This is the first of a three part series on the easiest guide to exactly what is involved with Routine carpet cleaning: performed daily, weekly, or more often: regular vacuuming and timely spot cleaning.
Routine cleaning includes processes intended to prevent soil from building up in carpet and to minimize its impact on the carpet’s appearance and maximize its useful life. Dry soils abrade and scratch the fibers creating appearance issues such as traffic lanes in corridors, which significantly shorten the useful life of the carpet. Therefore, vacuuming and spot cleaning activities should be performed daily to reduce the potential effects of dry soils on the carpet and the indoor environment. Different levels of traffic and soiling help determine vacuuming frequencies:
- Entry foyers: soils that are not contained by entry mats will eventually wind up in the carpet immediately inside entrances to buildings. Entry foyers are an example of a soil-prone area where vacuuming frequency should be increased.
- Reception areas: the cleanliness of lobbies and reception areas has a direct impact on carpet life cycle and aesthetics. They should be maintained daily or even more frequently;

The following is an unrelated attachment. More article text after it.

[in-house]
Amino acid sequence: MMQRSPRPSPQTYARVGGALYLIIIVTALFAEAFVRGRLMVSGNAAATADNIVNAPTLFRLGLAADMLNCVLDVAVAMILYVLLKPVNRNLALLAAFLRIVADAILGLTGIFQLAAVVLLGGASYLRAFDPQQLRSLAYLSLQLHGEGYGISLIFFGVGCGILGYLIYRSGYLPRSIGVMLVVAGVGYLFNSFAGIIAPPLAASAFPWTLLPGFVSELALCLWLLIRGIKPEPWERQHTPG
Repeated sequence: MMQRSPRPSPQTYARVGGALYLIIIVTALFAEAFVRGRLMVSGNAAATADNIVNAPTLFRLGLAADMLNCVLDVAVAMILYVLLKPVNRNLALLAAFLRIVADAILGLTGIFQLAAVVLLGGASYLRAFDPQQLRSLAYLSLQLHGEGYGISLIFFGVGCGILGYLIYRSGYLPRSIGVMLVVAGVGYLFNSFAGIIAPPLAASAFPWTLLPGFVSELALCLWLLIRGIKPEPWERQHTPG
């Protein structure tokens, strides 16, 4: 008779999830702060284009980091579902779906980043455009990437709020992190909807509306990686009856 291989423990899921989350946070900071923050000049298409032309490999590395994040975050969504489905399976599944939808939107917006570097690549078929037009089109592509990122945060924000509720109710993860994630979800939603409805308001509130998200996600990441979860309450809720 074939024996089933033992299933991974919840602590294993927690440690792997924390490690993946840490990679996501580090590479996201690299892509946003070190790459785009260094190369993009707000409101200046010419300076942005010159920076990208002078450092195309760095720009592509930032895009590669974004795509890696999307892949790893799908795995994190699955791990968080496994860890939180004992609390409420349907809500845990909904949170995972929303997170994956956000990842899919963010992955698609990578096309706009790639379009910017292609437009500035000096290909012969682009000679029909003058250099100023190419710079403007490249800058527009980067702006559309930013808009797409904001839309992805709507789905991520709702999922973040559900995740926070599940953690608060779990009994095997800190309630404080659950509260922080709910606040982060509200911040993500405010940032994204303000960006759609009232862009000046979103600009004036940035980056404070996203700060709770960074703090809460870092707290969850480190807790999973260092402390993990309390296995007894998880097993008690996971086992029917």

- Carpeted elevator cabs, lobbies, restroom entryways and areas adjacent to food service are high-traffic, frequent-pivot areas. They should be vacuumed and maintained daily or even more frequently.
- Corridors or common areas should be maintained daily during the week with regular vacuuming. Otherwise, accumulated soils can progressively spread to adjacent areas (e.g., offices and conference rooms) and become part of the soil burden in those locations.
- Less-frequently used areas: private offices, meeting rooms, and boardrooms can be vacuumed on a two or three-times-per-week schedule
- Periodically, maintenance personnel should focus on high-soil load areas, in corners, around wall perimeters and behind and under furnishings using appropriate vacuuming tools and equipment.
- Carpet spotting: Routine spot or spill cleaning is normally performed by the building maintenance personnel. The longer that certain spots remain on carpet, the greater the potential for permanent staining. Also, the longer a spot residue remains on/in the carpet, the more soil it usually attracts.
•It is recommended that facility service providers and management be informed of the importance of timely spotting, utilizing proper spotting products and procedures.
To lift pile, prevent matting and crushing and buildup of embedded soil, an approved SOA counter-rotating brush cleaning system may be beneficial.
Look for part two of easiest guide to exactly what is involved with Routine carpet cleaning
Want more information contact a janitorial supply specialist for more information 410-525-2100